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MEAD, Colo. -- After nearly a year of work, a Colorado family has finished rebuilding their home to meet the needs of their disabled son and they couldn't have done it without dozens of volunteers and $134,000 in donations.
Denver7 met the Crane family last September. They were overwhelmed, trying to remodel their 110-year-old home on their own.
Their son Isaac has spinal muscular atrophy. His wheelchair was a tight fit down the hallways of the old home and couldn't get him to the bathroom.
Daily life was difficult for Isaac and his family.
"After the story aired there was a huge influx of people from big companies to small neighbors and people who would donate time money and materials," Isaac's father, Jeremiah Crane, said.
The Cranes moved back into the home this June.
Today, a concrete path makes way for Isaac's wheelchair to move from the van to the front door. The hallways have been widened. The bathroom is big enough for his Hoyer lift. And a small elevator carries Isaac between floors. In his room he has his first 'big boy bed' with a sink in the room. An added convenience for his nurses.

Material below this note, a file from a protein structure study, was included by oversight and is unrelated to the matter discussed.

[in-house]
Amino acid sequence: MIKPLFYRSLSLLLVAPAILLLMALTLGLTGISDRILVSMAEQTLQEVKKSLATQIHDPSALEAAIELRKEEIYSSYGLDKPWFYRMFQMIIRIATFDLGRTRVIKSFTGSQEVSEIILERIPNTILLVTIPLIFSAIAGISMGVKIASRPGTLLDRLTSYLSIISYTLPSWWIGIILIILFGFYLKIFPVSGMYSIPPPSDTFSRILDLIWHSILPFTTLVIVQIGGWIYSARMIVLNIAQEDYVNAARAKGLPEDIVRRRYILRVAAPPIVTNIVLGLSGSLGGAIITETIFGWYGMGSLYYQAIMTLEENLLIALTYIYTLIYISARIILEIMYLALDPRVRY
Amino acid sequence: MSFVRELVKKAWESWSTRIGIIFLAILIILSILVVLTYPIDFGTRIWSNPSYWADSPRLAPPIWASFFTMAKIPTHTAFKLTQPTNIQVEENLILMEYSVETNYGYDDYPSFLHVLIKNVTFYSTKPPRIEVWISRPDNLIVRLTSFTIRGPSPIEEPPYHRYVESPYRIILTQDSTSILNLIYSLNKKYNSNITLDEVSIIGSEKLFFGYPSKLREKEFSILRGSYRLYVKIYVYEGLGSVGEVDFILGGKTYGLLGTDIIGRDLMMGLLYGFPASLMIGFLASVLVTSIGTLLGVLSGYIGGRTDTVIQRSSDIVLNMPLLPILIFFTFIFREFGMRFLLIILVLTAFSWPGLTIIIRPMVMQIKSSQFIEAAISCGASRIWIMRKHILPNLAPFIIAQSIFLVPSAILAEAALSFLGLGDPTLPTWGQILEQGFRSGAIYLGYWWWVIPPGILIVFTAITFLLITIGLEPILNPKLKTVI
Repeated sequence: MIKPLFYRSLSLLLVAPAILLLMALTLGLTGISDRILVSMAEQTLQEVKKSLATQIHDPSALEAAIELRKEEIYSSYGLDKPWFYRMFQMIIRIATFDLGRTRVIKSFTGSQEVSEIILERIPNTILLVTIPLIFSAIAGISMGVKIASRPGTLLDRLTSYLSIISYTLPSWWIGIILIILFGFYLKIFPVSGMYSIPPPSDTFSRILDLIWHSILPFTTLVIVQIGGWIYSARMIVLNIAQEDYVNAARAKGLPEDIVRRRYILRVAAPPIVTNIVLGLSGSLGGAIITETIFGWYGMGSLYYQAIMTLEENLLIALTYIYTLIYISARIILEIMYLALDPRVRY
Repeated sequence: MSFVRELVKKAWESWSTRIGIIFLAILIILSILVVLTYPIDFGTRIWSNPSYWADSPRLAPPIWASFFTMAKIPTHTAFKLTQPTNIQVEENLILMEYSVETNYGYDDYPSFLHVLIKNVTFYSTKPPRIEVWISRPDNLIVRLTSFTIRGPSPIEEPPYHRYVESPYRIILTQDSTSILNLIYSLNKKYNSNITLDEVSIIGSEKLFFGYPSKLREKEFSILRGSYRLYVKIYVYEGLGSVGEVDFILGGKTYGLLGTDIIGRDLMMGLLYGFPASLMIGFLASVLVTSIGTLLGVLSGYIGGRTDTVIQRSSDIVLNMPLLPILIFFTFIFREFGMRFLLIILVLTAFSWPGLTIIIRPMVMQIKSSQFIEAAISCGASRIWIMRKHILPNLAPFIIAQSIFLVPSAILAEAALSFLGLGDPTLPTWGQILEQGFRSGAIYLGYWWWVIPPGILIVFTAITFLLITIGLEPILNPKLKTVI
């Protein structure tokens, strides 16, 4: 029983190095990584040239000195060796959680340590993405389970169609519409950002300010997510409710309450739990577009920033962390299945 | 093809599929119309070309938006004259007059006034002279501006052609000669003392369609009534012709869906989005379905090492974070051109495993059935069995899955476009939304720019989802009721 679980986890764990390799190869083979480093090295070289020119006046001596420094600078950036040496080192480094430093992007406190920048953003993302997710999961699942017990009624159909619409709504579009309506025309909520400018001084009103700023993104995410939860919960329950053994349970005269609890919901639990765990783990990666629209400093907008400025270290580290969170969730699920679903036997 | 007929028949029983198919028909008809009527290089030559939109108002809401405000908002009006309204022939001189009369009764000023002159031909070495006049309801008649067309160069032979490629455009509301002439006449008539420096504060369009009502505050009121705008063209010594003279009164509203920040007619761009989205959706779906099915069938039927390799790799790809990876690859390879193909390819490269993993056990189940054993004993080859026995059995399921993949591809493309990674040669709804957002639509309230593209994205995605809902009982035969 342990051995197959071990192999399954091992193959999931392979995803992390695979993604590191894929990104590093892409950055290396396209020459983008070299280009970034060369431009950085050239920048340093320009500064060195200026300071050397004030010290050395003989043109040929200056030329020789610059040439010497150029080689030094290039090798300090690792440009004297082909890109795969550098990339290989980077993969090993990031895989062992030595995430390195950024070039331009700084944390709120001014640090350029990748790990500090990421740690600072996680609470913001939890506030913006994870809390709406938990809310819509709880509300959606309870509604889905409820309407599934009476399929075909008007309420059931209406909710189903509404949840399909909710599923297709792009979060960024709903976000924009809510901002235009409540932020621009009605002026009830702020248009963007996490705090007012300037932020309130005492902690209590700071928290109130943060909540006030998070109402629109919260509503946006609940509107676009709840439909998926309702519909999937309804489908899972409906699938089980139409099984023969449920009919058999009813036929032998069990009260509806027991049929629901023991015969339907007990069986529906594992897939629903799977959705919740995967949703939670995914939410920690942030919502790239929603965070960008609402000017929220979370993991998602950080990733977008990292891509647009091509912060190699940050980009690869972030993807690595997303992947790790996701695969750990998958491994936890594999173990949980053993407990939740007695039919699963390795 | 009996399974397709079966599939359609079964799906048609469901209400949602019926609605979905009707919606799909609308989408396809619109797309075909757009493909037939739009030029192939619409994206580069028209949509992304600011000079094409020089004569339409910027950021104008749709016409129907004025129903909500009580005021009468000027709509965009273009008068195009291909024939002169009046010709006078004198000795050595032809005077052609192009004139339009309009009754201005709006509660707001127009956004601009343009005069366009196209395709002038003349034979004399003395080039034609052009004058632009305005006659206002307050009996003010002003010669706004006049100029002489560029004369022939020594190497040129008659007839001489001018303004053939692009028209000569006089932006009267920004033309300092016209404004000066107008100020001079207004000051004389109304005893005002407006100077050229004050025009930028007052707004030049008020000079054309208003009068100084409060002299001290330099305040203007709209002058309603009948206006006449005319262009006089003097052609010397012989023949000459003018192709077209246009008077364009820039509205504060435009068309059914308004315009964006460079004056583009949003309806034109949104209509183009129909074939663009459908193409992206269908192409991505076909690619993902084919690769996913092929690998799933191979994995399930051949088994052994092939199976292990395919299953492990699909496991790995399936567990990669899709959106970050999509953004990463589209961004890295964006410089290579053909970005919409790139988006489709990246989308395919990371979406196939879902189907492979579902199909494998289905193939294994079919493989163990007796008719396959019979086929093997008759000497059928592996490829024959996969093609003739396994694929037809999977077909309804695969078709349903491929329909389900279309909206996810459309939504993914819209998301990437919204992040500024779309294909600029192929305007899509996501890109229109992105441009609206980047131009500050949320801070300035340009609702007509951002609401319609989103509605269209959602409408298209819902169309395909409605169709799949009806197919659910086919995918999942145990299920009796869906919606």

"We don’t have to inflate a bathtub anymore to bathe him in the kitchen," Crane said. "I think it’s more than what we dreamed of."
When the pandemic hit, only one company dropped out of their commitment but an anonymous donor picked up the bill for the lift.
"My wife was in tears from so many of the people who showed up and donated," Crane said.
Denver7 viewers raised $1,600 through our Contact7 Gives fund which was used to help the family with a Home Depot bill.
The Cranes have a few things to paint and some electrical to finish up, but they now have a home their son can have a normal life in.
"I would like to say thank you to you of course Jessica and 7 News and everybody that saw the story and came out and helped."